The reader’s questions above about being able to turn the patient away takes a few ethical directions:
What is the patient’s real needs? Your compassion and humane attitude may change this person’s life. You may be the person that makes a difference. If someone is walking around with bedbugs on their body they have a need that goes well beyond the dental chair.
This person could be dealing with everything from fever to anemia. They may not have the ability to address their own needs. This is where we come in. This is truly a case that needs to be referred to adult protective services. Referral for appropriate assistance and follow-up are a part of your role as providers.
Is the patient in the dental office for urgent treatment that need to be addressed immediately? If the treatment is urgent, then there are appropriate steps that can be taken to minimize contamination.
If, after you have taken all steps to meet needs of the patient and referrals, the patient does not follow through, you can dismiss the patient. There are many legal ramifications to dismissal of a patient. You would have to follow your state dental practice act regulations for dismissing a patient from your practice. You would want to consult your attorney and liability company before you dismiss the patient. This can differ from state to state. It is important that you dismiss without abandonment, giving reasonable notice to allow the patient to secure care and providing care for the allotted amount of time your state requires.
Our jobs do include meeting both the oral health needs and issues that impact the oral health needs of our patients. When a patient clearly does not have the ability to meet their own basic human needs, we need to be there to advocate for them.
Jason Woods is an attorney who specializes in the dental industry. When I inquired about this issue, his reply was, “The argument would be that the infestation endangers other patients and can lead to the spread of bedbugs in the local community due to the body laying on the same surface as other individuals, even though the dentist would be cleaning the chair after each patient.” Jason went on to say that it is the responsibility of all health-care providers to not transmit insects, viruses and bacteria from one source to another. RDH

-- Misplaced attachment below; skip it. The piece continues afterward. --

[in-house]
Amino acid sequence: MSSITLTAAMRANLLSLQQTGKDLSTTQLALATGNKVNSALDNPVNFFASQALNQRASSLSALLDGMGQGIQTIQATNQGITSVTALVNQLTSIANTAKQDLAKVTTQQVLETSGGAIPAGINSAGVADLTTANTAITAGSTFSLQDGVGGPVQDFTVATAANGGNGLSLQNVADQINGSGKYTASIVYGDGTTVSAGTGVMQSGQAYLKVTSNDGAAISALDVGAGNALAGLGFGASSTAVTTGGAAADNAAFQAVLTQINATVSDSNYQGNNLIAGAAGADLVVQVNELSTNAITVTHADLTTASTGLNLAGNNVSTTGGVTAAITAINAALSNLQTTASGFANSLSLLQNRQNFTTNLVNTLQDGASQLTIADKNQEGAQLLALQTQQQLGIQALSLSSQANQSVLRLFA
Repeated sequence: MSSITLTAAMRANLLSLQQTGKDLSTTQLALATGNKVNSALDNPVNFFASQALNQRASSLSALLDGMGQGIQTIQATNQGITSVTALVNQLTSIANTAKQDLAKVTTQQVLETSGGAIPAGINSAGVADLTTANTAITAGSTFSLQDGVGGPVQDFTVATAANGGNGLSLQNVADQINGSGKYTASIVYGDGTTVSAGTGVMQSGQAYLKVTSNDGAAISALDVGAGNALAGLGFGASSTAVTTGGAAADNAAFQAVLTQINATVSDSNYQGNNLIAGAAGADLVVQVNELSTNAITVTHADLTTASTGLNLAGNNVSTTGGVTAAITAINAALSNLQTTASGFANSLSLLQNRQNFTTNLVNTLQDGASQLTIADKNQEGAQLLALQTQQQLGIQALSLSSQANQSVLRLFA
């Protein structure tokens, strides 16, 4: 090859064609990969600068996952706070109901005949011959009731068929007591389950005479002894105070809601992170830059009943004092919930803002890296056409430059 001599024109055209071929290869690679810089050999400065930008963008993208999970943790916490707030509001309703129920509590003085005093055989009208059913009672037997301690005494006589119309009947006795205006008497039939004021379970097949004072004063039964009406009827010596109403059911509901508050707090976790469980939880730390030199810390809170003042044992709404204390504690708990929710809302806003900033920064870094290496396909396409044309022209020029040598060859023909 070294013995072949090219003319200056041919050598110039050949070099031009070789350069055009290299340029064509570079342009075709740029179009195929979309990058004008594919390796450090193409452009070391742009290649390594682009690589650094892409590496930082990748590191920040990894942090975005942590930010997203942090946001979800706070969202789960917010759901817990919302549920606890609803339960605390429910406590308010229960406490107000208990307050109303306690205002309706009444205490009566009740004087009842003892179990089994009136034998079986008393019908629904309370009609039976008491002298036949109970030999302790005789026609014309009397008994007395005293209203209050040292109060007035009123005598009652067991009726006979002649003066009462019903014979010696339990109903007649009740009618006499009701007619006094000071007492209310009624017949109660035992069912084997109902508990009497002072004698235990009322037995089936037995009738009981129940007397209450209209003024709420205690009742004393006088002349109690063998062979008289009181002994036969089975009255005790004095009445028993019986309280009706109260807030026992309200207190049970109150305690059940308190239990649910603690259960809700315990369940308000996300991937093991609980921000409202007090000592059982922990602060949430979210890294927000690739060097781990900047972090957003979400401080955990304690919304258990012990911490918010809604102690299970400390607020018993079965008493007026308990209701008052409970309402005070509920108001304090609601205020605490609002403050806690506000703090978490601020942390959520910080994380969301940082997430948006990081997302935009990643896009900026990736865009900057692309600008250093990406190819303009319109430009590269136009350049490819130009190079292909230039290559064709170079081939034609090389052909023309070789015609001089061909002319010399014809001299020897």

NOEL BRANDON KELSCH, RDH, RDHAP, MS, is a syndicated columnist, writer, speaker, and cartoonist. She serves on the editorial review committee for the Organization for Safety, Asepsis and Prevention newsletter and has received many national awards. Kelsch owns her dental hygiene practice that focuses on access to care for all and helps facilitate the Simi Valley Free Dental Clinic. She has devoted much of her 35 years in dentistry to educating people about the devastating effects of methamphetamines and drug use. She is a past president of the California Dental Hygienists’ Association.
1. Goddard J, deShazo R. Bed bugs (Cimex lectularius) and clinical consequences of their bites. JAMA 2009;301(13):1358-66.
7. CDC, Environmental Protection Agency. Joint statement on bed bug control in the United States from the U.S. Centers for Disease Control and Prevention (CDC) and the U.S. Environmental Protection Agency (EPA). Atlanta, GA: US Department of Health and Human Services; 2010.
8. Romero A, Potter MF, Potter DA, Haynes KF. Insecticide resistance in the bed bug: a factor in the pest’s sudden resurgence? J Med Entomol 2007;44:175--8.